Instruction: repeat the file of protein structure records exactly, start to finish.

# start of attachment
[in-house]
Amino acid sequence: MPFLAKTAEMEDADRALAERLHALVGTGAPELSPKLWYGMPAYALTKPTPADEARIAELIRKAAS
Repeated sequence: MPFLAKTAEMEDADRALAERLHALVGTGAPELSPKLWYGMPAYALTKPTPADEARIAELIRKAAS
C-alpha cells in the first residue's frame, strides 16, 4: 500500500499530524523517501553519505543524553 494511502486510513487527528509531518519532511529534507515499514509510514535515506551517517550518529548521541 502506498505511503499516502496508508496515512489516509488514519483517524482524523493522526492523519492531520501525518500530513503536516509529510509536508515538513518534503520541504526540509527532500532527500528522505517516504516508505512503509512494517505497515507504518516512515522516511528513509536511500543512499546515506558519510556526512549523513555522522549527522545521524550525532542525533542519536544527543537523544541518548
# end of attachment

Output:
[in-house]
Amino acid sequence: MPFLAKTAEMEDADRALAERLHALVGTGAPELSPKLWYGMPAYALTKPTPADEARIAELIRKAAS
Repeated sequence: MPFLAKTAEMEDADRALAERLHALVGTGAPELSPKLWYGMPAYALTKPTPADEARIAELIRKAAS
C-alpha cells in the first residue's frame, strides 16, 4: 500500500499530524523517501553519505543524553 494511502486510513487527528509531518519532511529534507515499514509510514535515506551517517550518529548521541 502506498505511503499516502496508508496515512489516509488514519483517524482524523493522526492523519492531520501525518500530513503536516509529510509536508515538513518534503520541504526540509527532500532527500528522505517516504516508505512503509512494517505497515507504518516512515522516511528513509536511500543512499546515506558519510556526512549523513555522522549527522545521524550525532542525533542519536544527543537523544541518548